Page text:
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Updated Guidelines Issued for Assessing Prosthetic Heart Valves

In HealthDay News
by Healthday

Assessment of prosthetic valve function more challenging than native valves; advanced imaging often needed

By Elana Gotkine HealthDay Reporter

TUESDAY, Jan. 16, 2024 (HealthDay News) — In guidelines issued by the American Society of Echocardiography and published online in the January issue of the Journal of the American Society of Echocardiography, updated recommendations are presented for evaluating prosthetic valve function in patients with prosthetic heart valves (PHVs).

William A. Zoghbi, M.D., from Houston Methodist Hospital, and colleagues noted that for initial evaluation and management of PHVs, echocardiography is the modality of choice. To assess valve structure and function, a comprehensive approach is needed. For evaluating prosthetic valve function and related complications, color and spectral Doppler play a central role. Assessment of prosthetic valve function is more challenging than native valves due to suboptimal visualization of prosthetic valve structure and occluder devices with transthoracic echocardiography and the inherent variability of valve hemodynamics and orifice areas seen with the wide range of prosthetic valve types and sizes.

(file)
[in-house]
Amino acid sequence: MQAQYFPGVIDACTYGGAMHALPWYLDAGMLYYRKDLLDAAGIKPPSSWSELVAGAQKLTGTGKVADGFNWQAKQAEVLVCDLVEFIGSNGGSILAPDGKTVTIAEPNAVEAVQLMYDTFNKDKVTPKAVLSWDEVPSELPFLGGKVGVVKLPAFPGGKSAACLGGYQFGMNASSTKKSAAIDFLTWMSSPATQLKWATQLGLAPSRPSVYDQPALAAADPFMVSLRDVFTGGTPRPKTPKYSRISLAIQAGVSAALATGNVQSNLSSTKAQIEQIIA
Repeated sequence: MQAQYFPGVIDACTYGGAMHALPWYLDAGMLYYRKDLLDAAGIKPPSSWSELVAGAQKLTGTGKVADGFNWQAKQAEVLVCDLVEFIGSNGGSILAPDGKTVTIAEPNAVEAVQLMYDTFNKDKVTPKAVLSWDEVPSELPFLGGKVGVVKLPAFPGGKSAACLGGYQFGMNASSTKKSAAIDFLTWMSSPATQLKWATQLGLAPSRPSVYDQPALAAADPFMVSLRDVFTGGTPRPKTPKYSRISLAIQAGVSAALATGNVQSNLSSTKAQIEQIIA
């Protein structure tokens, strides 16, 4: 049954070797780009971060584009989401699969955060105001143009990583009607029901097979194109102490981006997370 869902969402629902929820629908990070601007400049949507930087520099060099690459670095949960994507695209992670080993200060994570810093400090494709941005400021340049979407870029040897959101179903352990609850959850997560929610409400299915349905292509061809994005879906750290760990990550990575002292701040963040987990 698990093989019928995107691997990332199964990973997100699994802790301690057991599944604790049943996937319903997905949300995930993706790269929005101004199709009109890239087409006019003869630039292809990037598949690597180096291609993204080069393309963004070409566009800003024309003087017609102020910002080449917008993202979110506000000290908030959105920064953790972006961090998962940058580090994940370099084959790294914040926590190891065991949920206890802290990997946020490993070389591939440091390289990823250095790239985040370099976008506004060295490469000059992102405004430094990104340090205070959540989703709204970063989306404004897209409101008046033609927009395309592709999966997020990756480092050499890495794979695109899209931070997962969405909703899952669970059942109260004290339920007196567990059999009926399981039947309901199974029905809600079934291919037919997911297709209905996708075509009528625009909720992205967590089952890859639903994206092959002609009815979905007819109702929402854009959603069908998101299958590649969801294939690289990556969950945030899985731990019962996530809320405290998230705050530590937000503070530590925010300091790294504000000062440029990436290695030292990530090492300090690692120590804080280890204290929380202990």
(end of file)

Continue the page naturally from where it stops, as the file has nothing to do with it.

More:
Advanced imaging is often needed in patients with suspected prosthetic valvular dysfunction to identify the mechanism of dysfunction or severity of regurgitation. Computed tomography (CT) and cardiovascular magnetic resonance (CMR) have emerged as powerful imaging modalities that complement echocardiography in addition to the traditional role of two-dimensional and three-dimensional (3D) transesophageal echocardiography for assessing valve dysfunction. CT offers high-resolution imaging with a specific advantage in mechanical valves; the main strength of CMR is quantitation of the severity of regurgitation.

“This new guideline on prosthetic valves was very much needed, as the field has changed so much since 2009, with the introduction of percutaneous valves and improvements in 3D echocardiography and multimodality imaging,” Zoghbi said in a statement.

Several authors disclosed ties to the pharmaceutical and medical device industries.

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